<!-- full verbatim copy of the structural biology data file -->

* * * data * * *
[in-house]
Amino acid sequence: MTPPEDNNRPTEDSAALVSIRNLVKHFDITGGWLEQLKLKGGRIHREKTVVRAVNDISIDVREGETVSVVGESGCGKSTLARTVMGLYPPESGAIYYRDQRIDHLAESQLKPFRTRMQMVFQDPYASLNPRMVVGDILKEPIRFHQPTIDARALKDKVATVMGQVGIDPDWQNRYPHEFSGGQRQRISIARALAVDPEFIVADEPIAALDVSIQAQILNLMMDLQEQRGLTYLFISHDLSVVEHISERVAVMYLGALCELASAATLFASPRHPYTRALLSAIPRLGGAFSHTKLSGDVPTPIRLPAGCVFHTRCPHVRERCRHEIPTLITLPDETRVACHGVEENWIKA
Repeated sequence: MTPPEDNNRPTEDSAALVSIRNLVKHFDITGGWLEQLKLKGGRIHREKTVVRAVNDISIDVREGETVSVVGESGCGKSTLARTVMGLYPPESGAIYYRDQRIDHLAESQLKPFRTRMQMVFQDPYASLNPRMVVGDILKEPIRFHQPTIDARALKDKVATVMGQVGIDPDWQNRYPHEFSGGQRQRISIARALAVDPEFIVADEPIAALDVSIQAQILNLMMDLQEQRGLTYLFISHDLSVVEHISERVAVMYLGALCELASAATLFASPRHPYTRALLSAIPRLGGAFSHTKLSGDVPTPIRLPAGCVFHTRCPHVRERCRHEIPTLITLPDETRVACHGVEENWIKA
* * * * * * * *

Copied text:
[in-house]
Amino acid sequence: MTPPEDNNRPTEDSAALVSIRNLVKHFDITGGWLEQLKLKGGRIHREKTVVRAVNDISIDVREGETVSVVGESGCGKSTLARTVMGLYPPESGAIYYRDQRIDHLAESQLKPFRTRMQMVFQDPYASLNPRMVVGDILKEPIRFHQPTIDARALKDKVATVMGQVGIDPDWQNRYPHEFSGGQRQRISIARALAVDPEFIVADEPIAALDVSIQAQILNLMMDLQEQRGLTYLFISHDLSVVEHISERVAVMYLGALCELASAATLFASPRHPYTRALLSAIPRLGGAFSHTKLSGDVPTPIRLPAGCVFHTRCPHVRERCRHEIPTLITLPDETRVACHGVEENWIKA
Repeated sequence: MTPPEDNNRPTEDSAALVSIRNLVKHFDITGGWLEQLKLKGGRIHREKTVVRAVNDISIDVREGETVSVVGESGCGKSTLARTVMGLYPPESGAIYYRDQRIDHLAESQLKPFRTRMQMVFQDPYASLNPRMVVGDILKEPIRFHQPTIDARALKDKVATVMGQVGIDPDWQNRYPHEFSGGQRQRISIARALAVDPEFIVADEPIAALDVSIQAQILNLMMDLQEQRGLTYLFISHDLSVVEHISERVAVMYLGALCELASAATLFASPRHPYTRALLSAIPRLGGAFSHTKLSGDVPTPIRLPAGCVFHTRCPHVRERCRHEIPTLITLPDETRVACHGVEENWIKA